Influence of infant-feeding patterns on early mother-to-child transmission of HIV-1 in Durban, South Africa: a prospective cohort study. South African Vitamin A Study Group

Lancet. 1999 Aug 7;354(9177):471-6. doi: 10.1016/s0140-6736(99)01101-0.


Background: The observation that mother-to-child transmission of HIV-1 can occur through breastfeeding has resulted in policies that recommend avoidance of breastfeeding by HIV-1-infected women in the developed world and under specific circumstances in developing countries. We compared transmission rates in exclusively breastfed, mixed-fed, and formula-fed (never breastfed) infants to assess whether the pattern of breastfeeding is a critical determinant of early mother-to-child transmission of HIV-1.

Methods: We prospectively assessed infant-feeding practices of 549 HIV-1-infected women who were part of a vitamin A intervention trial in Durban, South Africa. The proportions of HIV-1-infected infants at 3 months (estimated by use of Kaplan-Meier life tables) were compared in the three different feeding groups. HIV-1 infection was defined by a positive RNA-PCR test.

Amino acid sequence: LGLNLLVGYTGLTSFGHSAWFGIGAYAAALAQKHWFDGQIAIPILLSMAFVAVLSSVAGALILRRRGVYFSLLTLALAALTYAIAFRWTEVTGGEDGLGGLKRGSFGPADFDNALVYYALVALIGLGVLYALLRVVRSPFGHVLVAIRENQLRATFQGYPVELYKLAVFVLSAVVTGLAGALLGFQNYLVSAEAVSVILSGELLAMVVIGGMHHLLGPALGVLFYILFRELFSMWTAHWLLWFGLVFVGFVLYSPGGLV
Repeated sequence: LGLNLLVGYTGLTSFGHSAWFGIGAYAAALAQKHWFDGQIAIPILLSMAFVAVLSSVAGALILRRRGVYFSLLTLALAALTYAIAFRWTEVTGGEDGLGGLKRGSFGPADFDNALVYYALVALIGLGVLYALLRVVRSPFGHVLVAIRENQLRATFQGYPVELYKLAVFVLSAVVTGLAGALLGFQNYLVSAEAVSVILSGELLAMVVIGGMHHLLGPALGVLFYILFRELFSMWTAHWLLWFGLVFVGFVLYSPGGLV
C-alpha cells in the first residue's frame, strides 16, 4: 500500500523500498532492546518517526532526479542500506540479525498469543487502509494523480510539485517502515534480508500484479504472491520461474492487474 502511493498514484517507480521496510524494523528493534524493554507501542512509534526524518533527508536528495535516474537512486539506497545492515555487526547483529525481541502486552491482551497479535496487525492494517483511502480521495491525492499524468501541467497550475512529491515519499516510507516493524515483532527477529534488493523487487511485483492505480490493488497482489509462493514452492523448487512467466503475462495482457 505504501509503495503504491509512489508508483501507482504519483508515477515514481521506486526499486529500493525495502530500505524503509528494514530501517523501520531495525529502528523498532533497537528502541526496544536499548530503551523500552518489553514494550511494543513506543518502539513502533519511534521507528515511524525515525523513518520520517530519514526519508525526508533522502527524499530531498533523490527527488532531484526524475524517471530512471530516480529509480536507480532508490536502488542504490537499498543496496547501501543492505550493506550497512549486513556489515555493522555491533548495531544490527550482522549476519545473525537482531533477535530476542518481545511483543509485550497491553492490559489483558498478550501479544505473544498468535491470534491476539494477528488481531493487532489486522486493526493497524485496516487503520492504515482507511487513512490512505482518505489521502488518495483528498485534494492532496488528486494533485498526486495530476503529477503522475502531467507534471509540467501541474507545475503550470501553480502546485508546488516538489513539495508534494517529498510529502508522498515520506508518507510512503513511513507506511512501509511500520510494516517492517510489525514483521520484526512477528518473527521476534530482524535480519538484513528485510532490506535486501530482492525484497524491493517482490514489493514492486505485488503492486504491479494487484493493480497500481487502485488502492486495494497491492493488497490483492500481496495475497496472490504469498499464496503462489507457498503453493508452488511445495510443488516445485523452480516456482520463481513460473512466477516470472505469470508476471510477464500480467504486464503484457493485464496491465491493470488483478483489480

Findings: At 3 months, 18.8% (95% CI 12.6-24.9) of 156 never-breastfed children were estimated to be HIV-1 infected compared with 21.3% (17.2-25.5) of 393 breastfed children (p=0.5). The estimated proportion (Kaplan-Meier) of infants HIV-1 infected by 3 months was significantly lower for those exclusively breastfed to 3 months than in those who received mixed feeding before 3 months (14.6% [7.7-21.4] vs 24.1% [19.0-29.2], p=0.03). After adjustment for potential confounders (maternal CD4-cell/CD8-cell ratio, syphilis screening test results, and preterm delivery), exclusive breastfeeding carried a significantly lower risk of HIV-1 transmission than mixed feeding (hazard ratio 0.52 [0.28-0.98]) and a similar risk to no breastfeeding (0.85 [0.51-1.42]).

Interpretations: Our findings have important implications for prevention of HIV-1 infection and infant-feeding policies in developing countries and further research is essential. In the meantime, breastfeeding policies for HIV-1-infected women require urgent review. If our findings are confirmed, exclusive breastfeeding may offer HIV-1-infected women in developing countries an affordable, culturally acceptable, and effective means of reducing mother-to-child transmission of HIV-1 while maintaining the overwhelming benefits of breastfeeding.

Publication types

  • Comparative Study
  • Research Support, Non-U.S. Gov't

MeSH terms

  • Adult
  • Bottle Feeding
  • Breast Feeding*
  • Cohort Studies
  • Developing Countries*
  • Female
  • HIV Infections / prevention & control
  • HIV Infections / transmission*
  • HIV-1*
  • Humans
  • Infant
  • Infant, Newborn
  • Infectious Disease Transmission, Vertical* / prevention & control
  • Male
  • Prospective Studies
  • Risk Factors
  • South Africa